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Construction and uses of new compound B-A-A maize chromosome translocations.

Research paper by William F WF Sheridan, Donald L DL Auger

Indexed on: 24 Oct '06Published on: 24 Oct '06Published in: Genetics



Abstract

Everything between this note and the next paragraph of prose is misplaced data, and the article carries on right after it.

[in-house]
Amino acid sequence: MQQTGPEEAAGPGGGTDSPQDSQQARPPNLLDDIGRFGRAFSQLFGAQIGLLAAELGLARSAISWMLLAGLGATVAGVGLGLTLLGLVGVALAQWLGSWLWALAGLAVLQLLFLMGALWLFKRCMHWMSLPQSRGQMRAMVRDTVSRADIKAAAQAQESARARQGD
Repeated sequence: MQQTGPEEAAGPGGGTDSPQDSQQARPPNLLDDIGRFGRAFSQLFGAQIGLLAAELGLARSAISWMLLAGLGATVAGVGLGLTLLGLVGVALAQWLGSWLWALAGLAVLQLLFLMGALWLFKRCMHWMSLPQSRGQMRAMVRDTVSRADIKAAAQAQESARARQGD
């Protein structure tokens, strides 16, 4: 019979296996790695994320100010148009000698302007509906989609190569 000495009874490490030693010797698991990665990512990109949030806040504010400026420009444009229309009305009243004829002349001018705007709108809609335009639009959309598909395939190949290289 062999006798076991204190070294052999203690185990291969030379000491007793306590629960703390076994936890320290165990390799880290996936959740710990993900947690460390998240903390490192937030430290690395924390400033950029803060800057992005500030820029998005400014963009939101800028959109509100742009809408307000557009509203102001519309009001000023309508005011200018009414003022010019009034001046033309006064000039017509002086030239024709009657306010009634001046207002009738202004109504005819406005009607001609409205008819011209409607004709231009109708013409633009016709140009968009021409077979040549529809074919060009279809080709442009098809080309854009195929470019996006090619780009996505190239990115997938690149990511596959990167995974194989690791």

Maize B-A translocations result from reciprocal interchanges between a supernumerary B chromosome and an arm of an essential A chromosome. Because of the frequent nondisjunction of the B centromere at the second pollen mitosis, B-A translocations have been used to locate genes to chromosome arms and to study the dosage effects of specific A segments. Compound B-A translocations (B-A-A translocations) are created by bringing together a simple B-A translocation with an A-A translocation in which breakpoints in the A-A and B-A translocations are in the same arm. Recombination in the region of shared homology of these A chromosome segments creates a B-A-A translocation. Success in creating and testing for a new B-A-A translocation requires that the B-A translocation be proximal to the A-A translocation and that the A-A translocation be proximal to the tester locus. The breakpoints of most of the A-A translocations have been cytologically defined by earlier investigators. Previous investigators have produced 16 B-A-A translocations and one B-A-A-A translocation, which collectively define 35 A chromosome breakpoints. We have enlarged this group by creating 64 new B-A-A translocations. We present a summary of the total of 81 B-A-A translocations showing their distribution among the chromosome arms and the 163 cytologically defined chromosome segments delimited by them. We also illustrate the method of construction of these B-A-A stocks and their uses.